Depending on the particular size of the components of the heterostructure and the resulting band structure, the hole tends to be somewhat confined to the seed while the electron is more free to move throughout the entire particle23. As a result, recombination occurs away from the particle surface, leading to quantum yields for rods above 75% and for tetrapods between 35-70%, which are significantly higher than that of the bare CdSe seeds6. Furthermore, the inorganic passivation from the CdS on the CdSe seeds provides enhanced environmental stability.

    We have demonstrated a method for controlling the final morphology of a nanoscale heterostructure via control over the crystal structure of the seed. This same seeded-growth approach has already been applied to a wide range of structures, and we expect that the types of heterostructures that can be synthesized by this approach will continue to expand.

    Disclosures

    We have nothing to disclose.

    Acknowledgements

    This work was supported by the Physical Chemistry of Inorganic Nanostructures Program, KC3103, Director, Office of Science, Office of Basic Energy Sciences, of the United States Department of Energy under contract DE-AC02-05CH11231. The Center for Nanoscale Materials at Argonne National Laboratory is supported by a U.S. Department of Energy, Office of Science, Office of Basic Energy Sciences User Facility under Contract No. DE-AC02-06CH11357. K.M. and B.J.B. gratefully acknowledge the support of the Department of Energy Office of Science Graduate Fellowship Program (DOE SCGF), made possible in part by the American Recovery and Reinvestment Act of 2009 and administered by ORISE-ORAU under contract no. DE-AC05-06OR23100.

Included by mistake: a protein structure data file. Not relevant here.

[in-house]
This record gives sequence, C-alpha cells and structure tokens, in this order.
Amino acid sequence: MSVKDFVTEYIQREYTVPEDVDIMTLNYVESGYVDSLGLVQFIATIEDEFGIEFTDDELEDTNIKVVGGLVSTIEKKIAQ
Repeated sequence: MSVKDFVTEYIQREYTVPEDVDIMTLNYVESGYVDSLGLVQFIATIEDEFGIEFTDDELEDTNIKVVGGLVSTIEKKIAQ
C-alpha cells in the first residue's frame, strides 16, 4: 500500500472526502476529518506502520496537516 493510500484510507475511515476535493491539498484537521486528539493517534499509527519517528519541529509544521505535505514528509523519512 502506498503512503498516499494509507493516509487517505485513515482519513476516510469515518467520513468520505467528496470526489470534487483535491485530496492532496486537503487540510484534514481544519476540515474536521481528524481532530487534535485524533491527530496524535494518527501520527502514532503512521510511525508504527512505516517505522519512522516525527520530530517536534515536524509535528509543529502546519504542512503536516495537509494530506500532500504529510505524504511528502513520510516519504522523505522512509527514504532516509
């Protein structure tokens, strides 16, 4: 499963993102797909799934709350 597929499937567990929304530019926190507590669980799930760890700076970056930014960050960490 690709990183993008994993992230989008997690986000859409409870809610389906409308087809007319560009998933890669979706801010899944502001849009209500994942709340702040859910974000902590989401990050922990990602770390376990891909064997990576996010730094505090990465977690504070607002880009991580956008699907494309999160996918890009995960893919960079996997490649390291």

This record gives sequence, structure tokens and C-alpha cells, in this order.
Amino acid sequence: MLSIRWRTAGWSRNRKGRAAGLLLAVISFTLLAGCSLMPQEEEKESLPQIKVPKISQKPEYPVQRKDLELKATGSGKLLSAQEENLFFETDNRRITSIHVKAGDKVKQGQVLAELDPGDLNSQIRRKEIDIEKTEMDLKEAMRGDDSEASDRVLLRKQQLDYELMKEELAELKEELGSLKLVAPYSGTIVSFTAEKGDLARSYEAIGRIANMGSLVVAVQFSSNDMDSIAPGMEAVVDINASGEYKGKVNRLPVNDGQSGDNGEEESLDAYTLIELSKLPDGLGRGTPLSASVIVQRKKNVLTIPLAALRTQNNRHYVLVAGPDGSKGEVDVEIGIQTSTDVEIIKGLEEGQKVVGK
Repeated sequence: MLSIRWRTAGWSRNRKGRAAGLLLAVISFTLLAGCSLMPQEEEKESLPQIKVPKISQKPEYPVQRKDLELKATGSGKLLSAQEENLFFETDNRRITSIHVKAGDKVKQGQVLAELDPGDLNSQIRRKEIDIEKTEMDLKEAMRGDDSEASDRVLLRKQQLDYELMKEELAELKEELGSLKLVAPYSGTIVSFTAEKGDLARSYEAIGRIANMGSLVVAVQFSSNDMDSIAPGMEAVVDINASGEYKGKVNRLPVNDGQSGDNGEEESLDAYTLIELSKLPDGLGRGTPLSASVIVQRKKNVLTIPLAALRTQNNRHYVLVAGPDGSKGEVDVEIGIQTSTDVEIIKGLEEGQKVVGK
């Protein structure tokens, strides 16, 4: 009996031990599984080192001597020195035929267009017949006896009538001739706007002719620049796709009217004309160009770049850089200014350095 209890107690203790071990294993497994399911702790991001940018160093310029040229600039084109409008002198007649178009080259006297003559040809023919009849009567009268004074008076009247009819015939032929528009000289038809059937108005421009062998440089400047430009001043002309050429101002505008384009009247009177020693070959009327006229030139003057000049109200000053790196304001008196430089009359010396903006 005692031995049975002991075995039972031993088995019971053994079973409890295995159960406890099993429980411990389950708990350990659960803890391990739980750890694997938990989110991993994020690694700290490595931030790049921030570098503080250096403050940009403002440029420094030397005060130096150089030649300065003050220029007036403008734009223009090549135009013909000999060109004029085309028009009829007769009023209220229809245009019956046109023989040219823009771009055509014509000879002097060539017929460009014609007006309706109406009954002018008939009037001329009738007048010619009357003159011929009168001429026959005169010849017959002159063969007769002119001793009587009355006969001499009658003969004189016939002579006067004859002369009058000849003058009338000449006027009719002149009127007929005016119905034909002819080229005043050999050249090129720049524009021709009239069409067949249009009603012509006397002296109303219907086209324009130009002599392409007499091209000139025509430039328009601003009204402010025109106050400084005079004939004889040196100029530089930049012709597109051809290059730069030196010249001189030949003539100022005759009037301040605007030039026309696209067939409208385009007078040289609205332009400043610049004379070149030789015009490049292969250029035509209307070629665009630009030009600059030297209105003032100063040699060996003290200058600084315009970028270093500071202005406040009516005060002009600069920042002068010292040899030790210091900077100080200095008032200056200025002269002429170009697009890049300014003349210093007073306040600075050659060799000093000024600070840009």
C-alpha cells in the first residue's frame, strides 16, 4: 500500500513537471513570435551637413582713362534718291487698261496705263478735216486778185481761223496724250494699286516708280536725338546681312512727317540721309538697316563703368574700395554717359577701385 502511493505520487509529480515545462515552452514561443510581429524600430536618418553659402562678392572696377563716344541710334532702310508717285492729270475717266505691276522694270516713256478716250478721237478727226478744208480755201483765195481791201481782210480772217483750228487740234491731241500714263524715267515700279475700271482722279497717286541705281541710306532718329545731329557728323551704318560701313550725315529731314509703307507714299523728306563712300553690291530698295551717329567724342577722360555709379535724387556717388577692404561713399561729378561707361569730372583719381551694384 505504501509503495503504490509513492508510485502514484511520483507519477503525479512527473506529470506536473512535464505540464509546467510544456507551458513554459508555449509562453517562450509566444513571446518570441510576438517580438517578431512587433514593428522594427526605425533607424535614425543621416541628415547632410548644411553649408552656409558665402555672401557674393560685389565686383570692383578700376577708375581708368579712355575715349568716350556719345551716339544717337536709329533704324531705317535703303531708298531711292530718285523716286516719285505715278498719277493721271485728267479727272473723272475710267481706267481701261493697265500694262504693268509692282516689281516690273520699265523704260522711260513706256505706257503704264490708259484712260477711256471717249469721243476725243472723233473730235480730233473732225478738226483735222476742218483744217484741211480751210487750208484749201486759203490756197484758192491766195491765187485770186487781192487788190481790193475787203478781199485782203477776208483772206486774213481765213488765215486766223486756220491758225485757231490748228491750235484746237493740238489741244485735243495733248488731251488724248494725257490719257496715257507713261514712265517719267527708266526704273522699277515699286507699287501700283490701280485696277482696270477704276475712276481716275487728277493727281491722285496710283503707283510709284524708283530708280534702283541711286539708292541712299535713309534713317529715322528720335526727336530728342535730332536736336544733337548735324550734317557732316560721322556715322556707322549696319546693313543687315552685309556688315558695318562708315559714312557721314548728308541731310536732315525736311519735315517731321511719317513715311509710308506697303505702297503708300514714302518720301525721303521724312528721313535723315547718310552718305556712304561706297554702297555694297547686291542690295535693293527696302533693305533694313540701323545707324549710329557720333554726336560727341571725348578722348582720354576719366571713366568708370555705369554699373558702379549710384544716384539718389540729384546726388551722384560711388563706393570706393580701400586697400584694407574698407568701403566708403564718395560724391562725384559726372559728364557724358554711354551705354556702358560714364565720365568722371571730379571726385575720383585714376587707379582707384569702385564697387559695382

Materials

    Name Company Catalog Number Comments
    Sodium hydroxide, 98% Fisher BP359
    Myristic acid, 99% Sigma Aldrich M3128
    Methanol, 99.8% Fisher A412
    Cadmium nitrate tetrahydrate, 99% Sigma Aldrich 20911 Highly toxic
    Cadmium oxide (CdO), 99.99% Sigma Aldrich 202894 Highly toxic
    1-Octadecene (ODE), 90% Sigma Aldrich O806 Technical grade
    Selenium (Se), 100 mesh, 99.99% Sigma Aldrich 229865
    Tri-n-octylphosphine (TOP), 97% Strem 15-6655 Air sensitive
    Sulfur (S), 99.9995% Alfa Aesar 10343
    Trioctylphosphine oxide (TOPO), 99% Strem 15-6661
    N-Octadecylphosphonic acid (ODPA), 99% PCI Synthesis 104224
    Methanol, anhydrous, 99.8% Sigma Aldrich 322415
    Toluene, anhydrous, 99.8% Sigma Aldrich 244511
    Chloroform, anhydrous, 99% Sigma Aldrich 288306
    Acetone, 99.9% Fisher A949 Dried over 4Å sieves
    Hexane, anhydrous, 95% Sigma Aldrich 296090
    2-Propanol, anhydrous, 99.5% Sigma Aldrich 278475
    Selenium dioxide, 99.999% Sigma Aldrich 204315
    Oleic acid, 90% Sigma Aldrich 364525 Technical grade
    Oleylamine, 70% Sigma Aldrich O7805 Technical grade
    Propylphosphonic acid (PPA), 95% Sigma Aldrich 305685
    Ethanol, anhydrous, 99.5% Sigma Aldrich 459836
    Octylamine, 99% Sigma Aldrich O5802